This telephone has too many shortcomings to be seriously considered as a means of communication - Western Union memo, 1876
LAW ENFORCEMENT AUTHORITIES from several German states have confirmed using special computer software for intelligence gathering purposes during criminal investigations.
According to Zeit Online, Bavarian Interior Minister Joachim Herrmann admitted that the trojan recently discovered by the Chaos Computer Club (CCC) was used by the state's Office of Criminal Investigation in the past.
The trojan is believed to have been created by a German software and telecommunications company called Digitask, which, judging by documents leaked online, caters to the surveillance needs of law enforcement agencies.
According to Der Spiegel, the Bavarian state police couldn't confirm if the version analyzed by the CCC is the same one used during its investigations, but noted that the malware has a modular architecture that allows its operators to add particular functionality on a case by case basis, as established by the corresponding court orders.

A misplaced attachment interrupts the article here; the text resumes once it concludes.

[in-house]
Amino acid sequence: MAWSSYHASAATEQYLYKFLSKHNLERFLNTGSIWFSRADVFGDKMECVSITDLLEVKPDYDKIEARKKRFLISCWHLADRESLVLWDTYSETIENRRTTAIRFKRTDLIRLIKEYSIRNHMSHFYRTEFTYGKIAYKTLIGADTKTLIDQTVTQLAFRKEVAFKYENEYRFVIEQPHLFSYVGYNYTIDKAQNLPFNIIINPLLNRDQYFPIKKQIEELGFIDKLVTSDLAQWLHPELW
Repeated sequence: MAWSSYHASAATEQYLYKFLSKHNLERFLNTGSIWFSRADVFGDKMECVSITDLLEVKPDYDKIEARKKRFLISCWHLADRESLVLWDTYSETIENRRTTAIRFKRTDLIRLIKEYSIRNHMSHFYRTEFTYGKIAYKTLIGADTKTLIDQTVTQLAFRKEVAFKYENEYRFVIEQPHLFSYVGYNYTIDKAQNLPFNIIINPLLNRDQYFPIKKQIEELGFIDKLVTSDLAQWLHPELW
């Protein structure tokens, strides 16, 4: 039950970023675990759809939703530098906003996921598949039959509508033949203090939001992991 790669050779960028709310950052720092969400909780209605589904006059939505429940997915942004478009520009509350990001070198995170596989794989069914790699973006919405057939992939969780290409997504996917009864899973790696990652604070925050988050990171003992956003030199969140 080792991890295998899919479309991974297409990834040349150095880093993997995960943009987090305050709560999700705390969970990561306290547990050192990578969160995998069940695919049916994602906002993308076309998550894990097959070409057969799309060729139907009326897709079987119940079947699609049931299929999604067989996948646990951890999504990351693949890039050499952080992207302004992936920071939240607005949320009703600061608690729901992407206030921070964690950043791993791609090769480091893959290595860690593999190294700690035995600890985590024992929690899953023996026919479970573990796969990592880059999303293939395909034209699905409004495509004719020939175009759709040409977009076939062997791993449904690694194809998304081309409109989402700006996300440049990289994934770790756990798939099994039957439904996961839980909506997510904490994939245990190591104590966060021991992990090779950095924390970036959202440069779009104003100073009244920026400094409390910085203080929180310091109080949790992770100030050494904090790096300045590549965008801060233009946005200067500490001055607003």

However, a Landshut-based lawyer named Patrick Schladt reports that authorities have overstepped legal boundaries before while using such software.
According to Schladt, customs officials installed a trojan on one of his client's laptops while he passed through the Munich Airport back in 2009. The trojan took thousands of screenshots of the targeted individual's Firefox browser, an action that the Landshut District Court later ruled unlawful.
As noted by the CCC, back in 2008 the German Constitutional Court established restrictions for the lawful interception of Internet-based phone calls, restrictions that the functionality of the newly identified trojan clearly violates.
The problem doesn't seem to be confined to the state of Bavaria, since, according to Deutsche Welle, the interior ministers of Baden-Württemberg, Brandenburg and Lower Saxony have also confirmed that local authorities have used such software. µ
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